Moldovan President Dodon’s conflicting stance on Moldovan-EU relations

Wed 8 Feb 2017

Moldovan President Dodon’s conflicting stance on Moldovan-EU relations

After years of moving closer towards the European Union, underscored by the ratification of the Moldova-European Union Association Agreement, it is now unclear where Moldova is heading under President Igor Dodon. Dodon has made conflicting statements on his objectives regarding the Moldovan-EU relationship and seems to be moving closer to Russia geopolitically. At the same time, this could turn out to be just a temporary strategy.

The Association Agreement was ratified in 2014 by the Moldovan parliament during the tenure of a pro-European coalition and came into effect past July. One of its main goals is the deepening of political and economic relations between the EU and Moldova. Russia, unhappy with the ratification, reacted by imposing trade restrictions on Moldovan farming exports. In Moldova, meanwhile, Igor Dodon was a staunch opponent of the Association Agreement and consequently promised to revoke it if elected, saying he wants Moldova to be part of the Russian-led Eurasian Economic Union. Dodon went on to win the presidential election in November 2016, beating pro-European candidate Maia Sandu.

Days after this electoral win the Moldovan President surprisingly adopted a more moderate tone saying at a press conference he wasn’t planning on changing the country’s ties with the EU.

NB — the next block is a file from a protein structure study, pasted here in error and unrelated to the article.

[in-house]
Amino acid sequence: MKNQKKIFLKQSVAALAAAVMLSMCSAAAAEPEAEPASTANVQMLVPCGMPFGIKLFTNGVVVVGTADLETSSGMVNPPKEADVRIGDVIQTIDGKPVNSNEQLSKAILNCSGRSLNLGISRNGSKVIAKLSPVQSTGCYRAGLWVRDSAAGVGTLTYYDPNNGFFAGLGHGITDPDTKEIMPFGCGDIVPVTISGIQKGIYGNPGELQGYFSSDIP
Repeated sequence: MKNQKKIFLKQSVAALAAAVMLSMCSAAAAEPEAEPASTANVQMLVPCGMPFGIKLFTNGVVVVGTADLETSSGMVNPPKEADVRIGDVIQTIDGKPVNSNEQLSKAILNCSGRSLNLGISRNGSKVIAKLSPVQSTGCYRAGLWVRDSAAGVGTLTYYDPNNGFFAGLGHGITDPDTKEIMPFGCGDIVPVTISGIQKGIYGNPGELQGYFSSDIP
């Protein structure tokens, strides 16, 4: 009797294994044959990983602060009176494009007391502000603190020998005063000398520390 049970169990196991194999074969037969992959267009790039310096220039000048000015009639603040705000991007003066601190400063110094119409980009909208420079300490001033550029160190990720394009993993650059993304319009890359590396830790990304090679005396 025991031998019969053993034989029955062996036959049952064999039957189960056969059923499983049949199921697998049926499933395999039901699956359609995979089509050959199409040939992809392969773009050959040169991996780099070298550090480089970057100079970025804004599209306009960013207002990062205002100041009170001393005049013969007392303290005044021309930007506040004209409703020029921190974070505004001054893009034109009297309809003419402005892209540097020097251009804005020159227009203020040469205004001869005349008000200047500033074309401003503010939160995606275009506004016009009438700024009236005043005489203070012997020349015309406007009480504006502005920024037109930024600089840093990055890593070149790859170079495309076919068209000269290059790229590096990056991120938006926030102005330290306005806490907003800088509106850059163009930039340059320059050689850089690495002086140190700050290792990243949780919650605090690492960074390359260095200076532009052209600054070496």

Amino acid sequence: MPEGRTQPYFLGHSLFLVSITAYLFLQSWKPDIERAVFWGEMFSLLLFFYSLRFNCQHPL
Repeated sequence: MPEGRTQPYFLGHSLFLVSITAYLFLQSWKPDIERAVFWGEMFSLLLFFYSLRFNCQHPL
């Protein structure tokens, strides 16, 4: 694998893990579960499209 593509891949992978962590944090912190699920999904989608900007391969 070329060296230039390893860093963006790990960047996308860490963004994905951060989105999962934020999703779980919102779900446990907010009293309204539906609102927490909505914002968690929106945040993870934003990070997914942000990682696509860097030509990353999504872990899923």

International visits

However, during his first international visit, which was to Russia on 16-18 January, where Dodon and Putin discussed among other things economic cooperation, the Transnistrian conflict, and the situation of Moldovan working migrants in Russia Dodon was once again critical about the Association Agreement with the EU. He was quoted saying; “I pledged for the cancelling of this Agreement. This document has brought nothing to the Republic of Moldova. We lost the Russian market.” Furthermore he stated that he and President Putin were looking into the possibility of Moldova obtaining an observer position within the Russian-led Eurasian Economic Union.

Weeks later, on 7 February President Dodon visited Brussels, meeting with several senior officials. He thanked the European Commission for their financial support and visa free regime, and discussed the need to restore trade relations between Russia and the EU. During his meeting with European Council President Donald Tusk Igor Dodon once again outed his doubts regarding the necessity of the Association Agreement. Shortly afterwards he reaffirmed his critical stance, writing in a Facebook post “I reiterated the fact that if, after the results of ordinary or preliminary Parliamentary elections or a referendum, it would be decided to cancel the Association Agreement with the European Union, I as a President would support thisinitiative.” Tusk however remained positive on the nature of EU-Moldovan relations, tweeting “I remain convinced that EU-Moldova cooperation incl. AA/DCFTA [Association Agreement/Deep and the Comprehensive Free Trade Agreement within it] is in Moldova's best interest for reforms & future.”

Underlying strategies and limitations

Though Dodon thus continues to be critical of the EU and the Association Agreement, it remains to be seen whether Moldova will really cut its ties with the EU. The country has received large amounts of aid from the EU, as well as the IMF and remains highly dependent on foreign loans and aid. Victoria Bucataru of Moldovan think-tank the Foreign Policy Association suspects that Igor Dodon only wants to appear pro-Russian in order to gain more assistance from the West. Besides this the ability of the Moldavian president to drastically severe ties with the EU shouldn’t be overestimated; his powers are limited in Moldova’s parliamentary system, and oligarchs continue to have a big influence on domestic politics.

Sources: RFERL, BBC, Reuters, The Economist, EU, Moldovaorg, Moldpres